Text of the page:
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New Tool Aims to Counter Congressional Gridlock with Virtual Support

BY Miranda Neubauer | Wednesday, March 26 2014

Ted Henderson, a former congressional staffer and the founder of the mobile app Capitol Bells, was frustrated by the legislative gridlock on issues such as climate change and gun control.

"You could have the best policy message in the world but it's not going to go anywhere because the system is broken and corrupt," he said. His desire to "hack the system" was a motivation behind the Capital Bells app he launched last year, which he describes as "C-SPAN for your phone." A year after its launch, Henderson said around 250 members of Congress, between 6,000 and 6,500 staffers and the Capital press gallery use the app to get real-time push updates about votes on the Hill and to track legislation.

Now, he hopes to engage the broader public in to the process by launching a web platform that allows users to show support for House and Senate legislation under consideration in Congress, and share that support with their friends through social media. It can be easy for lawmakers to say, 'I'm for background checks but I'm against this bill,' Henderson suggested. "But if 90 percent of the public is for a [specific] background check bill, they can't make the same equivocation."

On the platform, users can indicate their support for a specific bill, and make a motion with their comment to post on the site and share with their friends. Users can also agree or disagree with other users' motions. They can also enter their address to see popular bills nationally and with supporters in their congressional district, and compare their views with the positions of their members of Congress. For more information on the bills, the platform links to and draws on Sunlight Foundation data to let users customize their district.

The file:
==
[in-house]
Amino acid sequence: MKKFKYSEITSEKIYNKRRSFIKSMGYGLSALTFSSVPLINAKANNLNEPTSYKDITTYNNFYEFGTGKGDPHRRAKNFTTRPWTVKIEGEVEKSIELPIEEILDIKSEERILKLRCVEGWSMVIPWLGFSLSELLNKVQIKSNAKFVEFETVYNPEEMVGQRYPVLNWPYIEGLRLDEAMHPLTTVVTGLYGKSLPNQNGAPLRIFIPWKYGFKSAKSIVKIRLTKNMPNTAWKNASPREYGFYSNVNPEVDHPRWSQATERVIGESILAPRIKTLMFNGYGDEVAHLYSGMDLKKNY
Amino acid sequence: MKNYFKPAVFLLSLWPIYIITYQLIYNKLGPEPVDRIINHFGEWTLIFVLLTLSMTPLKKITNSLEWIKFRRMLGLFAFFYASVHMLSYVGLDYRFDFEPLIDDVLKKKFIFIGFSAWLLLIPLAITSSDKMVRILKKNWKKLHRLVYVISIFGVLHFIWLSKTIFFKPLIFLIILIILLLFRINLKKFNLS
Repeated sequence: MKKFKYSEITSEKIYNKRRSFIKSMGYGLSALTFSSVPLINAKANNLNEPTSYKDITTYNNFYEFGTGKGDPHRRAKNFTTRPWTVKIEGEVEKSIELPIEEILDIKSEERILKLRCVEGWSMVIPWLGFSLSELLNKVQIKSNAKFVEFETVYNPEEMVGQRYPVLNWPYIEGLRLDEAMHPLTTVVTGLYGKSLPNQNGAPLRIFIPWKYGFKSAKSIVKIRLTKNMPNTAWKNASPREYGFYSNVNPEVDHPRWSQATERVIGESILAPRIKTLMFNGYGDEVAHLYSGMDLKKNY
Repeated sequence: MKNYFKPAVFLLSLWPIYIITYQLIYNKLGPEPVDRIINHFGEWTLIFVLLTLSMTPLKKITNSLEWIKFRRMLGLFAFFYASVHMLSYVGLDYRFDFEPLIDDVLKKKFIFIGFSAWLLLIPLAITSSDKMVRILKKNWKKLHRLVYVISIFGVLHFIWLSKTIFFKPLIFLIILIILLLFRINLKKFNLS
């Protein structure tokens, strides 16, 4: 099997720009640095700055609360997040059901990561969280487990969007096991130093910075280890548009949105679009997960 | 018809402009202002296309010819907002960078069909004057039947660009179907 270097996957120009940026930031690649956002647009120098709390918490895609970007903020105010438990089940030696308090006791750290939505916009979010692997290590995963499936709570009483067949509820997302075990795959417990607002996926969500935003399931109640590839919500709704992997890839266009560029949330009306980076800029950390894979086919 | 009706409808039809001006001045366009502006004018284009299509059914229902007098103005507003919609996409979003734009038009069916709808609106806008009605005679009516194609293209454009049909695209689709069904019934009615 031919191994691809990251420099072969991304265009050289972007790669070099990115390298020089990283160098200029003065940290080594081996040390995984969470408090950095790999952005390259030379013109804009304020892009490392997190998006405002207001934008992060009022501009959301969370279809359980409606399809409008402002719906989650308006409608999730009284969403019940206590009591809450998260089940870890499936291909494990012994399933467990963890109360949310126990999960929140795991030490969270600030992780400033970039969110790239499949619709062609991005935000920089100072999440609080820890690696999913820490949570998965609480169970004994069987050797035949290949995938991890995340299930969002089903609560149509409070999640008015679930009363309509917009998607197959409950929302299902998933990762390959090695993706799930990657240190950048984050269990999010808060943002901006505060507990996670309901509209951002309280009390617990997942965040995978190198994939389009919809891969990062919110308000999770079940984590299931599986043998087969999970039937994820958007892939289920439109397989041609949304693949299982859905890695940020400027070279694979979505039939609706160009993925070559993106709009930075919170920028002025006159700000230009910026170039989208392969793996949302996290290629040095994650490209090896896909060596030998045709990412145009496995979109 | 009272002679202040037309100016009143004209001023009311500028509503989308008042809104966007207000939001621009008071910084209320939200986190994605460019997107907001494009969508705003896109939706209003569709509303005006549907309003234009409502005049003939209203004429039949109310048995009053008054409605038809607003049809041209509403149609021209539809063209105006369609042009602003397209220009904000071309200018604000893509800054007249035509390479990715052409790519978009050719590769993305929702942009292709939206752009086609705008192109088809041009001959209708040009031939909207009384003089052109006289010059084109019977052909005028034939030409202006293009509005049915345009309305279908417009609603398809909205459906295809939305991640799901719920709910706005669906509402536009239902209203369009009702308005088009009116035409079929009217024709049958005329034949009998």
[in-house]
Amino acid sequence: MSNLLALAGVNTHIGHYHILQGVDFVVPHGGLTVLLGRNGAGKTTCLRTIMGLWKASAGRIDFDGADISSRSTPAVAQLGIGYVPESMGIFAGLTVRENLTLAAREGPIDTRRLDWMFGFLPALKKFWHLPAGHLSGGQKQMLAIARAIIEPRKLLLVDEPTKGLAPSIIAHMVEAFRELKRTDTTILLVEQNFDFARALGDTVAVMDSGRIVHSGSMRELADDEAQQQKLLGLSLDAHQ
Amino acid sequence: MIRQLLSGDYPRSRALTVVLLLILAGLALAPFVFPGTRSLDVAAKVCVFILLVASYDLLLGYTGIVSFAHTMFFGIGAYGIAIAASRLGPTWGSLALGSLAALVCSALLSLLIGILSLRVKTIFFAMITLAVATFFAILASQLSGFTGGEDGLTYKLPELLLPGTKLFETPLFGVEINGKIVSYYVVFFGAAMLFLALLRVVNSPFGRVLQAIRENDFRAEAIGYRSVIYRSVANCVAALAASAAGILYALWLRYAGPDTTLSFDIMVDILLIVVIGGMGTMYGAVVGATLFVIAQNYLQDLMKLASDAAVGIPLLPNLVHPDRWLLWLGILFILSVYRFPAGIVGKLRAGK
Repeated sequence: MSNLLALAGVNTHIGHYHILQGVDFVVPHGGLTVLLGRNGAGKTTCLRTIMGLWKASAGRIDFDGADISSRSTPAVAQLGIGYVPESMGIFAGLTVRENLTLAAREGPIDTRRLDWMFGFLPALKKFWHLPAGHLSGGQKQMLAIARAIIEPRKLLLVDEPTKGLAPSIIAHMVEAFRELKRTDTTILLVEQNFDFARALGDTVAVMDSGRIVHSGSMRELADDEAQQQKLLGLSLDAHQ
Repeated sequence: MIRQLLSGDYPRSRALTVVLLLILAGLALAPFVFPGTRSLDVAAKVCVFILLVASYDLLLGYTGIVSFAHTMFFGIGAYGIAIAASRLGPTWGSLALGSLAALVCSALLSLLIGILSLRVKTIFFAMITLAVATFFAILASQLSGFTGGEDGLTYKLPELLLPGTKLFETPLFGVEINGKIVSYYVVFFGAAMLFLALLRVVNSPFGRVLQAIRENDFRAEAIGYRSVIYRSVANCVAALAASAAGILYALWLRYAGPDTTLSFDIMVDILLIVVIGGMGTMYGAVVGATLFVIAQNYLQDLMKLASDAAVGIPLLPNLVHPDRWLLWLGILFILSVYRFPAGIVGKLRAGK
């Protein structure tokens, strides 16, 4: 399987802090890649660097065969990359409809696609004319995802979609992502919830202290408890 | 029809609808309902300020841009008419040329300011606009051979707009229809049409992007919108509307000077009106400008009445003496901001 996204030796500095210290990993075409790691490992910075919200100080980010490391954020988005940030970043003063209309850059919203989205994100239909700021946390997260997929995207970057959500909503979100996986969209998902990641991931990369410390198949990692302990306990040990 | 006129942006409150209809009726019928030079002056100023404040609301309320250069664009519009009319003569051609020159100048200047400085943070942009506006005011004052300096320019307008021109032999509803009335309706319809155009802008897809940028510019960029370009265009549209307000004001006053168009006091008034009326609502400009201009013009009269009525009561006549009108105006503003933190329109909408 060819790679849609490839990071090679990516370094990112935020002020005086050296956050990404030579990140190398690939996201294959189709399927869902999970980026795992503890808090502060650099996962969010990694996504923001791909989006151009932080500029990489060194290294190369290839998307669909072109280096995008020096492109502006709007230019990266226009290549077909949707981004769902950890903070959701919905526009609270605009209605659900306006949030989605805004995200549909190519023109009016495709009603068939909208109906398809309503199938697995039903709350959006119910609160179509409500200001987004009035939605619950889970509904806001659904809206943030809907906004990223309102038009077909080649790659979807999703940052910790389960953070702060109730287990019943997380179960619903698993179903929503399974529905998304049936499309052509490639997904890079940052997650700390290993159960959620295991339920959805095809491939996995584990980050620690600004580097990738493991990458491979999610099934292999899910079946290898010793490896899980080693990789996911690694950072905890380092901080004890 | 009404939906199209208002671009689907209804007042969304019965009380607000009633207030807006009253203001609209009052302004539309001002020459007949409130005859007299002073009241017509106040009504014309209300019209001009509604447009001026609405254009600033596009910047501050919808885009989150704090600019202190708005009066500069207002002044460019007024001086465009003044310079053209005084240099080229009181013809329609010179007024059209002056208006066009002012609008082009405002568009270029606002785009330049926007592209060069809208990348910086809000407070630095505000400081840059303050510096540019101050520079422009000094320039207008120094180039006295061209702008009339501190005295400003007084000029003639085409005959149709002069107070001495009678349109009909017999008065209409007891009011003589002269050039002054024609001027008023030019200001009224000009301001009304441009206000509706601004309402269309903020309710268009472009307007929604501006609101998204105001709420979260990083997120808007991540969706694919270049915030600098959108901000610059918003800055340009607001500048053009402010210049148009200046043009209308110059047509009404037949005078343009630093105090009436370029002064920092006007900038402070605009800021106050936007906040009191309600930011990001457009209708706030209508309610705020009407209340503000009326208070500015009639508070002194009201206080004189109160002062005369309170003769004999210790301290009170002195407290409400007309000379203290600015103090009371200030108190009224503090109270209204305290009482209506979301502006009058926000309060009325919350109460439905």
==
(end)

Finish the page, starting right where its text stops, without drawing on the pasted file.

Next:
Since the platform launched March 12, the most popular bills have had to do with immigration reform and the legalization of marijuana, Henderson said.

While with the existing mobile app he said he had an audience of the "hard core political junkies and open government people," he explained that he hopes to connect the two services closer together in the future. "You need the Congressional user base for the public user base to interact with it," he said. Henderson said he expected members of Congress and advocacy groups to use the platform to help share their support for issues and to raise awareness of the site through their social media channels.

Capitol Bells is receiving funding through the Acceleprise accelerator. Henderson said he hopes to add functionality and make more data available through the platform, but is currently limited by being the only one working on the project.

This week, three House members using the platform to express their support for the House Democrats' discharge petition backing immigration reform legislation H.R. 15 are Rep. Jared Polis (D.-Colo.), also an Acceleprise mentor, Rep. Grace Meng (D-NY) and Rep. Rep. John Garamendi (D-Calif.)

The new Capitol Bells service echoes some other tools launched in recent years. While AskThem, which allows users to post and sign questions to public officials just started last month, PopVox launched in 2010 and allows users to comment on and show support for legislation and legislative proposals as well as contact elected officials. The House Majority relaunched its Citizen Co-Sponsor Platform last year.

On PopVox, one of the most popular pieces of legislation is the "Stop Targeting of Political Beliefs by the IRS Act of 2014," which was sponsored by Rep. David Camp (R - Mich.) and which the House passed in February. According to PopVox, 941 people wrote to Congress about the bill in the last month. In another example, PopVox indicates that 99 percent of 501 users in New York's 14th District support "Common Sense Legislation to End Gun Violence" proposed by Mayors Against Illegal Guns, though the proposal is not currently reflected in any specific piece of legislation.

On the Citizen Cosponsor Platform, the most popular piece of legislation is the "Gabriella Miller Kids First Research Act," which would eliminate taxpayer financing of presidential campaigns and party conventions to pay for a 10-year pediatric research initiative. That bill, sponsored by Rep. Greg Harper (R-Miss.), passed the House recently and has 2,624 online cosponsors.